In my latest reading of Rick Santorum’s It Takes a Family: Conservatism and the Common Good, Santorum offered some thoughtful insights on movies and stories. A lot of his discussion on this topic was lamenting the illicit sex without consequences and the anti-hero in today’s stories, which he contrasts with the clear delineation of good and evil in stories of the past. But Santorum makes clear that he’s not in favor of flat stories that do not show anything unpleasant. Here are some of his insights about stories:
Page 275: “An ancient rabbinic saying is that ‘God made people because He loves stories.’ I say, ‘Man makes stories because God made us to love.'”
On page 282, Santorum quotes novelist Walker Percy, who said: “Judeo-Christianity is about pilgrims who have something wrong with them and embark on a search to find a way out. This is also what novels are about.”
Pages 285-286: “Cultural capital consists of the stories, images, music, and practices—-all the ‘artifacts’ and the activities that are the fruit of leisure—-that explain ourselves to ourselves, the whole of ourselves, and which do so truthfully, honestly.”
I agree with a lot of this. I love stories that encourage me to care for the characters. I believe that good stories have characters who grow. And I think that good stories have realism or (even if they’re unrealistic) communicate values.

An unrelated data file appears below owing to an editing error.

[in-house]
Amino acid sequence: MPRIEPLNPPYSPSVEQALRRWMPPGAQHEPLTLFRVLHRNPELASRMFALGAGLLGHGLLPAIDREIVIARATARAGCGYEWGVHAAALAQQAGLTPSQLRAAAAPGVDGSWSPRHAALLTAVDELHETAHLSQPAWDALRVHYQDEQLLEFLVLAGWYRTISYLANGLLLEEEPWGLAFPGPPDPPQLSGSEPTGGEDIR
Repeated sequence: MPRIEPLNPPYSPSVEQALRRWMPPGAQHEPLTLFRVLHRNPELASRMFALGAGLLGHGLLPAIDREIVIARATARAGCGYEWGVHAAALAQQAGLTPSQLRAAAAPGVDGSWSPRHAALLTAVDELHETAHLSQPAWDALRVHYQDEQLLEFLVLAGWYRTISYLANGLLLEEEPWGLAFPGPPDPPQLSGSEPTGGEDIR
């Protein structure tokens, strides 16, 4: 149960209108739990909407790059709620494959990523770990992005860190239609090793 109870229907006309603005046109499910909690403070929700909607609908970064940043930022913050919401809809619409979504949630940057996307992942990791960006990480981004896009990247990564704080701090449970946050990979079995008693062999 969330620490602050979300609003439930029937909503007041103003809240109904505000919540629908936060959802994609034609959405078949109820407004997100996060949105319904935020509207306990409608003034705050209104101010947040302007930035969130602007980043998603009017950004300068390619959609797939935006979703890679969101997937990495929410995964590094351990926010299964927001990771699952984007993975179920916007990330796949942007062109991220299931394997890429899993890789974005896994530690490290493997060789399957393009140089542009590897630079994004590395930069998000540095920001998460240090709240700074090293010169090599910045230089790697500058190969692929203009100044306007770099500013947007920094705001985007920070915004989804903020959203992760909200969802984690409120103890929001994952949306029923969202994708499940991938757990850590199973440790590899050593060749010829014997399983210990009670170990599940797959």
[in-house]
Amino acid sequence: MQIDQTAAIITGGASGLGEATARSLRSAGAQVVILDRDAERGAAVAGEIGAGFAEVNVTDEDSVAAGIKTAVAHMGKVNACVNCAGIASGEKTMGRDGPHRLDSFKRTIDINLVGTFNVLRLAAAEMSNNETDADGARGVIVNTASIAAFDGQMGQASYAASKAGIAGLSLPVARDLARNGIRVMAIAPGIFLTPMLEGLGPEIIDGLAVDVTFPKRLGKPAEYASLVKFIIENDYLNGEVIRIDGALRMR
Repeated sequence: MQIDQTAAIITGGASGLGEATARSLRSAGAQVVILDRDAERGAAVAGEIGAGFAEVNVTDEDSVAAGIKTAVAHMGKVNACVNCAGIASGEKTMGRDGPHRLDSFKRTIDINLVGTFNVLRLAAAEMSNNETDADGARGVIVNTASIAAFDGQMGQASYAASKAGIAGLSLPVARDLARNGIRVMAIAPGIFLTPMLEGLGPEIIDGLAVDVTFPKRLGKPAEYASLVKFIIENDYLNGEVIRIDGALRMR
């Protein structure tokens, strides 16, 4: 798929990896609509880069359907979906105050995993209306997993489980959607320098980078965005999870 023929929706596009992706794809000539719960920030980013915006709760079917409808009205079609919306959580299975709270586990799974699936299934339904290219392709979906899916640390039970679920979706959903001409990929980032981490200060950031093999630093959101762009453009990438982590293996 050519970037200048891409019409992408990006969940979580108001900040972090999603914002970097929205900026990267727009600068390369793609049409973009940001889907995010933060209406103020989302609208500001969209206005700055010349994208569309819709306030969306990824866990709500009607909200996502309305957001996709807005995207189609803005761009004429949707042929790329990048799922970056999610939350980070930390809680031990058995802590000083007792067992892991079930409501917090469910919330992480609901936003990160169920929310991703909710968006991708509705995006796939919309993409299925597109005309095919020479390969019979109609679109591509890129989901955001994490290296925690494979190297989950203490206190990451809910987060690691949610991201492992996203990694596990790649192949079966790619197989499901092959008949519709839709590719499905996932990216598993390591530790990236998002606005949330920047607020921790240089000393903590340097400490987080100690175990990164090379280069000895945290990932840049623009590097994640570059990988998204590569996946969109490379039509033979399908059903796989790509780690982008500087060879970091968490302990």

Santorum takes a swipe at Desperate Housewives, but I think that the series fits what Santorum considers to be a good story, at least in many areas. It makes me care for the characters. It presents characters who learn and grow, notwithstanding their flaws. And, while I agree with Santorum that it does not promote a morality in which sex is reserved solely for heterosexual marriage (since there are gay characters and also people who live together), it does have story-lines that depict the bad consequences of adultery, as well as highlights that pre-marital sex can result in a baby. Moreover, it has had positive episodes about faith. I’d say that these are characteristics that I’ve observed in a number of TV shows and movies nowadays.